[Eeglablist] Slow cortical potential analysis-preprocessing pipeline

Ahmad, Jumana jumana.ahmad at kcl.ac.uk
Fri Feb 10 02:41:25 PST 2017

I read that:

§  You need minimum of (number of channel)^2 x 20 to 30 data points to perform ICA. The number ’20 to 30’ should (exponentially) increase as the number of channels increases. This is the recommended length of the data by past publications from SCCN. This is purely an empirical values, and we have not performed a systematic investigation on it.
Thanks again to Makoto for his helpful pre-processing pipeline!

From: Rafał Jończyk [mailto:rafal.jonczyk at gmail.com]
Sent: 10 February 2017 07:55
To: mmiyakoshi at ucsd.edu; Ahmad, Jumana <jumana.ahmad at kcl.ac.uk>
Cc: eeglablist at sccn.ucsd.edu
Subject: Re: [Eeglablist] Slow cortical potential analysis-preprocessing pipeline

thank you very much Jumana and Makoto for your feedback! This is very helpful. I think I will also downsample to 250Hz to make EEG files lighter and potentially further improve ICA (as suggested by Makoto in his pipeline). Out of curiosity, is there any risk of making ICA worse rather than better by downsampling the data (given that we don't go lower than 250Hz)?


2017-02-10 4:30 GMT+01:00 Makoto Miyakoshi <mmiyakoshi at ucsd.edu<mailto:mmiyakoshi at ucsd.edu>>:
Dear Rafal,

At least, you can highpass filter the data for ICA purpose only. You can copy the weight matrix to the unfiltered data. Please consider doing it.

> The problem I have, however, is that ICA is not advised to be run on interpolated channels. Is there a possible compromise/solution to this issue?

In most cases, ICA will pick up the rank deficiency and automatically adjust the rank. So you'll be probably ok.


On Tue, Feb 7, 2017 at 6:48 AM, Rafał Jończyk <rafal.jonczyk at gmail.com<mailto:rafal.jonczyk at gmail.com>> wrote:

Dear eeglab(list) users,

I’m currently analysing a 64-channel dataset looking at a slow cortical potential – Stimulus Preceding Negativity (each epoch lasts 3800 ms). I'm using eeglab and erplab. I’ve been thinking which processing steps would be best to get the a reliable dataset, i.e., representative of what’s really going on without unintentionally getting an effect due to incorrect preprocessing analysis.

Below I present the pipeline I’ve been experimenting with so far. Steps marked with „*” are done in erplab. I would really appreciate your feedback, because I’m still relatively new to EEG analysis. Also, I shortly discuss the issue of channel interpolation/ICA below the pipeline.

1. Re-sample from 1000Hz to 500Hz

2. Edit channel locations + append Cz + re-reference to Cz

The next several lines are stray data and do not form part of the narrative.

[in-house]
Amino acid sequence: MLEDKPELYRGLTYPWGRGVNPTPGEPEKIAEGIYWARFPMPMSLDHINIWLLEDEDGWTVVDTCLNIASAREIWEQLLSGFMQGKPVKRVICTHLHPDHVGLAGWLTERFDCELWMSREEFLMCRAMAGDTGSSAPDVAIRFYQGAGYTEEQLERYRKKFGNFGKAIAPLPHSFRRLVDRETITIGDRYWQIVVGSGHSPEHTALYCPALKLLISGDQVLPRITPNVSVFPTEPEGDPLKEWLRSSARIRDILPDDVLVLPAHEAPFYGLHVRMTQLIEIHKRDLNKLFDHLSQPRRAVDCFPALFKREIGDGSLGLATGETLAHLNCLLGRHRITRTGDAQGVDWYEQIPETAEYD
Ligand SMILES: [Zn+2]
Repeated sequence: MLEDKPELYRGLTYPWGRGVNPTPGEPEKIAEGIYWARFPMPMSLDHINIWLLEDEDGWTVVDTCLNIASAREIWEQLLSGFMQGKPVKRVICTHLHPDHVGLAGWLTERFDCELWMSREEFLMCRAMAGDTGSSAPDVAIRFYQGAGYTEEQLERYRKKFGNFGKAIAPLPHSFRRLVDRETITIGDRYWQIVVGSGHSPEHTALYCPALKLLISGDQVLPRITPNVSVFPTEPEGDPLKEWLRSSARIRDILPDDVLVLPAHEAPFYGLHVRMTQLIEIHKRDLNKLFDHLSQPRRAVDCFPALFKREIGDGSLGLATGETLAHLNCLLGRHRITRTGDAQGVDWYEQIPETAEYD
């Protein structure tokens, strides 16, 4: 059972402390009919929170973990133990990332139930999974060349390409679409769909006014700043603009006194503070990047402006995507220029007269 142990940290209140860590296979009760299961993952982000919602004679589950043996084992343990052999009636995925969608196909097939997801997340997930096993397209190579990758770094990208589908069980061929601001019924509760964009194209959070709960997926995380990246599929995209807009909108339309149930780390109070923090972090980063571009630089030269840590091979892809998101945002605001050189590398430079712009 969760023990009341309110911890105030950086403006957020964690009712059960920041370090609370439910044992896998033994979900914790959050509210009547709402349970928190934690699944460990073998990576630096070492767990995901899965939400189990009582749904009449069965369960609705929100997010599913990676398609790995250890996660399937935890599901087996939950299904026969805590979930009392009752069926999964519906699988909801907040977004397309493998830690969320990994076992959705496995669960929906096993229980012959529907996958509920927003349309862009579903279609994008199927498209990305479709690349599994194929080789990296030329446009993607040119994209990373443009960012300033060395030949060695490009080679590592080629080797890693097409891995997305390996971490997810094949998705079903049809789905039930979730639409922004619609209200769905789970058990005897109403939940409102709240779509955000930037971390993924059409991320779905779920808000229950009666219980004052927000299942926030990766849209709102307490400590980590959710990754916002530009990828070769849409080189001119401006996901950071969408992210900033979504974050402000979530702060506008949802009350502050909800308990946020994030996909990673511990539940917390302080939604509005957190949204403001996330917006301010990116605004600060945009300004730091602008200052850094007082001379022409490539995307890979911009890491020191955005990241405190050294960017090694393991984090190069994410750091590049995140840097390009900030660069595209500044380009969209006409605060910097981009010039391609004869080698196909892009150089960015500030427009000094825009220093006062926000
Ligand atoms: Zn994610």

3. Filter: lowpass, cut-off at 20Hz, order 2 (12 dB/Octave)*

4. Epoch [-0.105 3.805]

5. Automatic Epoch Rejection (based on probability) + rejection based on visual inspection

6. ICA (runica)

7. Removing ICA components: only components related to eye movements + visual inspection

8. Convert epochs to a continuous dataset*

9. Creating event lists & assigning bins*

10. Epoching: [-100 3800]*

11. Baseline removal [-100 0]*

12. Artefact rejection (peak-to-peak moving window)*

13. Averaging + visual inspection*

14. Global average*

##Comment concerning Step 2: I assume it would be better to remove bad channels after re-sampling, then re-reference to Cz with bad channels removed, and then interpolate bad channels from previous dataset (one with bad channels included) so as to avoid puting noise into the average. This will be followed by filtering in step 3. The problem I have, however, is that ICA is not advised to be run on interpolated channels. Is there a possible compromise/solution to this issue?

I would be very eager to follow the preprocessing and data cleaning advice suggested in Mokoto’s pipeline, PREP pipeline, or CleanLine plugin more closely, but their approach is largely based on high-pass filtering which would eliminate the slow drifts I’m looking at.

Thank you for your insights!

Rafał Jończyk
Assistant Professor
Faculty of English
Adam Mickiewicz University, Poznań | Poland

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Makoto Miyakoshi
Swartz Center for Computational Neuroscience
Institute for Neural Computation, University of California San Diego

Rafał Jończyk
Assistant Professor
Faculty of English
Adam Mickiewicz University, Poznań | Poland
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